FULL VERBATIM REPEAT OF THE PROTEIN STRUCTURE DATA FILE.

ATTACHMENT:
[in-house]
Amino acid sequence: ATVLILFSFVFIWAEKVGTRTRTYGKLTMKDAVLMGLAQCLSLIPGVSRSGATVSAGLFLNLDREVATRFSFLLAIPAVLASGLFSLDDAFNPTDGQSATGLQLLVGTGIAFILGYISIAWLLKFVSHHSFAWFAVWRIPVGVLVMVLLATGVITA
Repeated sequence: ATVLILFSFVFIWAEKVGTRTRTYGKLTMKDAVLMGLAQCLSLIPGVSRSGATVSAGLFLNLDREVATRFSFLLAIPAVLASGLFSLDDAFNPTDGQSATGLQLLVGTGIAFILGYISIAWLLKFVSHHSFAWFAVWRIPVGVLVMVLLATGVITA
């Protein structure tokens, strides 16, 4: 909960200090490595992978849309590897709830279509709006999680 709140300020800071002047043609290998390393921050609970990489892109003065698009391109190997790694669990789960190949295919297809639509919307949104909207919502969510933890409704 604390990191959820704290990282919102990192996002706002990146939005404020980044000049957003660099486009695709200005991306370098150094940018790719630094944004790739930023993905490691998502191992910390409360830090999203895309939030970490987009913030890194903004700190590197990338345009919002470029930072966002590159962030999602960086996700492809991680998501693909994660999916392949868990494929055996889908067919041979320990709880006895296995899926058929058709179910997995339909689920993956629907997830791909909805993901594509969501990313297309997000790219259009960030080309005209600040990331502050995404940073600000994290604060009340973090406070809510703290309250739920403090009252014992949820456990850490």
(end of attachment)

[in-house]
Amino acid sequence: ATVLILFSFVFIWAEKVGTRTRTYGKLTMKDAVLMGLAQCLSLIPGVSRSGATVSAGLFLNLDREVATRFSFLLAIPAVLASGLFSLDDAFNPTDGQSATGLQLLVGTGIAFILGYISIAWLLKFVSHHSFAWFAVWRIPVGVLVMVLLATGVITA
Repeated sequence: ATVLILFSFVFIWAEKVGTRTRTYGKLTMKDAVLMGLAQCLSLIPGVSRSGATVSAGLFLNLDREVATRFSFLLAIPAVLASGLFSLDDAFNPTDGQSATGLQLLVGTGIAFILGYISIAWLLKFVSHHSFAWFAVWRIPVGVLVMVLLATGVITA
């Protein structure tokens, strides 16, 4: 909960200090490595992978849309590897709830279509709006999680 709140300020800071002047043609290998390393921050609970990489892109003065698009391109190997790694669990789960190949295919297809639509919307949104909207919502969510933890409704 604390990191959820704290990282919102990192996002706002990146939005404020980044000049957003660099486009695709200005991306370098150094940018790719630094944004790739930023993905490691998502191992910390409360830090999203895309939030970490987009913030890194903004700190590197990338345009919002470029930072966002590159962030999602960086996700492809991680998501693909994660999916392949868990494929055996889908067919041979320990709880006895296995899926058929058709179910997995339909689920993956629907997830791909909805993901594509969501990313297309997000790219259009960030080309005209600040990331502050995404940073600000994290604060009340973090406070809510703290309250739920403090009252014992949820456990850490």